Tag Archive for WESeminar

Documents by Hamilton, Washington Explored during “Hidden Treasures” WESeminar

hidden treasures

On Aug. 18, Wesleyan faculty, staff, and alumni gathered via Zoom to present a WESeminar titled “Hidden Treasures.” Pictured, from top, left, is H. Richard Dietrich III ’92, president of the Dietrich American Foundation; Molly McGonigle, assistant director of alumni and parent relations; and Demetrius Eudell, professor of history and dean of Wesleyan’s Social Sciences Division. Pictured from bottom, left, is Suzy Taraba, director of Special Collections and Archives, and Morrie Heckscher ’62, curator emeritus of the Metropolitan Museum of Art. Taraba served as the event’s moderator.

On Aug. 18, Wesleyan faculty, staff, and alumni presented a WESeminar titled “Hidden Treasures.”

The seminar focused on the holdings of the Dietrich American Foundation on long-term loan at Wesleyan, which includes letters, writings, and manuscripts by Alexander Hamilton, Benjamin Franklin, and George Washington, among others. All documents are available to Wesleyan students and faculty through Wesleyan’s Special Collections and Archives.

“One of the hallmarks of the experience of studying at a liberal arts college is the opportunity to interact directly with material objects of the past—documents, rare books, artworks, cultural objects—in ways that are often only reserved for graduate students and faculty at other institutions,” said the event’s moderator Suzy Taraba, director of Special Collections and Archives.

Guest speakers included H. Richard Dietrich III ’92, president of the Dietrich American Foundation; Morrie Heckscher ’62, curator emeritus of the Metropolitan Museum of Art; and Demetrius Eudell, professor of history and dean of Wesleyan’s Social Sciences Division. Richard Dietrich’s father, H. Richard Dietrich II ’60, was the founder of the Dietrich American Foundation and initiated the loan to Wesleyan.

The WESeminar concluded with a Q&A session with participants.

View of Wesleyan University, Middletown, 1830s sperm whale tooth, engraved. Points to his love of Wesleyan , collecting at a young age.

Richard Dietrich ’92 spoke about this engraved sperm whale tooth, which depicts a scene of Wesleyan University in the 1830s. The object is part of the Dietrich American Foundation collection.

Dietrich shared a letter written in 1796 by Alexander Hamilton to Connecticut Delegate Jeremiah Wadsworth. The letter urges Wadsworth to rally against Thomas Jefferson.

banner music

Dietrich also showcased the collection’s copy of Francis Scott Key’s sheet music for the “Star Spangled Banner” written in 1815. It is among only four known copies to exist in the country and is housed at Wesleyan. “It’s visually appealing and in great shape for something this old,” Dietrich said.

Demetrius Eudell showed examples of Dietrich Foundation documents that he's used in teaching seminars on war and race relations. This 1796 document written and signed by George Washington and James McHenry titled "Talk of the President of the United States, to His Beloved Men of the Cherokee Nation" "provides a really interesting insight into George Washington's relations to indigenous peoples," Eudell said. 

Demetrius Eudell showed examples of Dietrich Foundation documents that he’s used while teaching seminars. This 1796 document written and signed by George Washington and James McHenry titled Talk of the President of the United States, to His Beloved Men of the Cherokee Nation “provides a really interesting insight into George Washington’s relations to Indigenous peoples,” Eudell said.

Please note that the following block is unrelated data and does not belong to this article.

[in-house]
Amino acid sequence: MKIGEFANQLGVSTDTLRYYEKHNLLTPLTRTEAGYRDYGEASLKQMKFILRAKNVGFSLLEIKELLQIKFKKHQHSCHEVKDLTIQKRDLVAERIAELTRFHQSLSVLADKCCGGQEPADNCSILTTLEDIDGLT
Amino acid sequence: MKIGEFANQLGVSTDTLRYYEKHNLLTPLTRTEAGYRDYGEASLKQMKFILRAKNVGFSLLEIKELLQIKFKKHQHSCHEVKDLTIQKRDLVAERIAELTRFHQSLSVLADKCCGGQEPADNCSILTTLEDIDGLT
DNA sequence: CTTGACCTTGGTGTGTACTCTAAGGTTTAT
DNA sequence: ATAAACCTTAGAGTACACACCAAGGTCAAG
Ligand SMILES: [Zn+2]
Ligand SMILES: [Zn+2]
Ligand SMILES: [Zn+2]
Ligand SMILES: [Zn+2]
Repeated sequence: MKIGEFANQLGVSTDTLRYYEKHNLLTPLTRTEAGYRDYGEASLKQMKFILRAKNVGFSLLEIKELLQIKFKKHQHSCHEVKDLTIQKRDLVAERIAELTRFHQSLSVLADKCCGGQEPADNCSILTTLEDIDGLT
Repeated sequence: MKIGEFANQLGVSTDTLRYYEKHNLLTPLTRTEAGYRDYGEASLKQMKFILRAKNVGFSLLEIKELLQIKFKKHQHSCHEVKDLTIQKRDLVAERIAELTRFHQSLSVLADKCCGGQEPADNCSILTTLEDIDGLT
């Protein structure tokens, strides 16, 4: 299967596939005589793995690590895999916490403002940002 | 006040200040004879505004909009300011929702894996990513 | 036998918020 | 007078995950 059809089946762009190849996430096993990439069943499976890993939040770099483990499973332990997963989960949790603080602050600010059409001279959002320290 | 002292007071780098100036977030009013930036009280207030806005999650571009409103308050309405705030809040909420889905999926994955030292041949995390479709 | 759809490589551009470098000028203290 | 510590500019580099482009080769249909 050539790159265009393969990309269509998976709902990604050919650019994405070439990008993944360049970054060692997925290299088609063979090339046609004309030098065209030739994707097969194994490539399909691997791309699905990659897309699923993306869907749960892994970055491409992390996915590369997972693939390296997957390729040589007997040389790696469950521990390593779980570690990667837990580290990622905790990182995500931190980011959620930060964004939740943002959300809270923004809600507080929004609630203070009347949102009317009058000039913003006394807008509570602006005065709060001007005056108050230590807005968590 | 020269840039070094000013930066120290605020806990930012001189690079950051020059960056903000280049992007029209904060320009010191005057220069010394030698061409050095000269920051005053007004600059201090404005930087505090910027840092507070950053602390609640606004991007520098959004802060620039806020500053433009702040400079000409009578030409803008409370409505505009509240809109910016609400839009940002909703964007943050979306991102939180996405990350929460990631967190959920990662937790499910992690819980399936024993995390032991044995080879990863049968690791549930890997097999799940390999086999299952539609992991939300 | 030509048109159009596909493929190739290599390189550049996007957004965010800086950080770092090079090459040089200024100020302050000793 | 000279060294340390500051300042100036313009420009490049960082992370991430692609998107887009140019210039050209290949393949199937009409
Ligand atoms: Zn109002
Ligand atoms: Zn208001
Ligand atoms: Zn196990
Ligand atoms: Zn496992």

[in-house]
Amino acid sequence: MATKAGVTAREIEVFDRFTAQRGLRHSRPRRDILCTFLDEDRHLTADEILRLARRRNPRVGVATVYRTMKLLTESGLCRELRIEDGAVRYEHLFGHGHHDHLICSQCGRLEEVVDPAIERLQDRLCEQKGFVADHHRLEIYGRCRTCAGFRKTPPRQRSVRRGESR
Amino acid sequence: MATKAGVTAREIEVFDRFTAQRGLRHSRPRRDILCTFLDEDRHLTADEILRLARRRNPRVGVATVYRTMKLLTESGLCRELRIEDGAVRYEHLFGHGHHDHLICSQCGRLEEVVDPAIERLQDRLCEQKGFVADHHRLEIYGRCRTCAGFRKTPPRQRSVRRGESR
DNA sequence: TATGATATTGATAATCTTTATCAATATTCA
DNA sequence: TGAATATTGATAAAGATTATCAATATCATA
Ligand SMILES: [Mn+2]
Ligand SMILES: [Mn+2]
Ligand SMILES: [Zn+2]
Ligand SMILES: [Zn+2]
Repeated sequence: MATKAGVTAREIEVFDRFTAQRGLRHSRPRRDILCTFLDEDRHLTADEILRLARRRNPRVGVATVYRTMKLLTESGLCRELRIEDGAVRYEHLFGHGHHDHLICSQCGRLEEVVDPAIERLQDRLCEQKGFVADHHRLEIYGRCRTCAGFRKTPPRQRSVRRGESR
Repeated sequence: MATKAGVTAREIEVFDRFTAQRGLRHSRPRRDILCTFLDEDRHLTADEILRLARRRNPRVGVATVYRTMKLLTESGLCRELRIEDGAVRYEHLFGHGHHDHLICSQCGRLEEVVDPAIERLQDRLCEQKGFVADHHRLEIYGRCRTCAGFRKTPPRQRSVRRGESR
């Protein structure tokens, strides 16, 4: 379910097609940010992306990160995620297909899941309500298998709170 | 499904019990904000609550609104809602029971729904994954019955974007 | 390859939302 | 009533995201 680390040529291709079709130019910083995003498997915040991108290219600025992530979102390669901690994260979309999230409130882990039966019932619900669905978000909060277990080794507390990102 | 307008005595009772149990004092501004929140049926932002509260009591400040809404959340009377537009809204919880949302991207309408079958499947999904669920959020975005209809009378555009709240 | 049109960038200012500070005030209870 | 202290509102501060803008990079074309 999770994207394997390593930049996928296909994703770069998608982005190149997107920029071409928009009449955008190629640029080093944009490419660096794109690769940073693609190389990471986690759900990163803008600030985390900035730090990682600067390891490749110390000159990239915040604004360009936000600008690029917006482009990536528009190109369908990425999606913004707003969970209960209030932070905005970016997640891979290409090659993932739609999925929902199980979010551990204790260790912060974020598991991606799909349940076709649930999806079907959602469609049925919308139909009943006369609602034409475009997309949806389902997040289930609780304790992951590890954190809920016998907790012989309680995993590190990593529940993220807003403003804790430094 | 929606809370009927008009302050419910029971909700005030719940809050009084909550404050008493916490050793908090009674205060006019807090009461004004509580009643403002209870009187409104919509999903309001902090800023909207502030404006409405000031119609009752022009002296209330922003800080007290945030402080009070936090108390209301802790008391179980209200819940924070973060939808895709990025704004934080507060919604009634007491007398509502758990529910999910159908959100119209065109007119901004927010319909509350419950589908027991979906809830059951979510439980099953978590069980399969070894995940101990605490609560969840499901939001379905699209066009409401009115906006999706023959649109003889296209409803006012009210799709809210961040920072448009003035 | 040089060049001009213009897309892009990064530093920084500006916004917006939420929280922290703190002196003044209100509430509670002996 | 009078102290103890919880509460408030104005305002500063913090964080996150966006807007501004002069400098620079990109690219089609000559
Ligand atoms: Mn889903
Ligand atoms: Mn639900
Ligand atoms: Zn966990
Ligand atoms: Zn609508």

diary

Eudell explained how he worked with undergraduates to transcribe an unpublished diary of Grace Growden Galloway, a notable Revolutionary War-era Philadelphia woman. The diary is dated May 4 to Aug. 31, 1780.

Morrie Heckscher '62, a lifelong friend of Richard Dietrich Sr, and collection board member, talked about Wesleyan's Davison Art Center and how his former Wesleyan professors Sam Green and Heinrich Schwartz inspired him to pursue a career at the Metropolitan Museum of Art.

Morrie Heckscher ’62, a lifelong friend of Richard Dietrich Sr., and collection board member, talked about Wesleyan’s Davison Art Center and how his former Wesleyan professors Sam Green and Heinrich Schwarz inspired him to pursue a career at the Metropolitan Museum of Art.

“Journalism and Social Change” Oct. 23 at 1:30 p.m.

A WESeminar will be held at 1:30 p.m. Sat., Oct. 23 in Memorial Chapel titled “Journalism and Social Change: A Conversation with Koeppel Journalism Fellows William Finnegan and Jane Eisner.” The presentation will be moderated by Anne Greene, director of Writing Programs.

William Finnegan

William Finnegan

William Finnegan, staff writer for The New Yorker, is the author of award-winning works of international journalism. He has written about immigration issues and politics in Europe and Mexico; racism and conflict in Southern Africa; and poverty among youth in the U.S.

Jane Eisner ’77, editor of the Forward, a weekly Jewish newspaper of major influence nationally and internationally. She has been a national and international reporter, columnist, and executive editor at the Philadelphia Inquirer and a leader in national discussions of media and democracy.

Jane Eisner '77

Jane Eisner '77

She also is the first woman to win Wesleyan’s McConaughy Award for her contributions to journalism and public life, and she is the first Koeppel Fellow in Journalism at Wesleyan.

The event is free and open to the public, and will also be webcast live.

This event is sponsored by the Koeppel Journalism Fellowship and Wesleyan Writing Programs.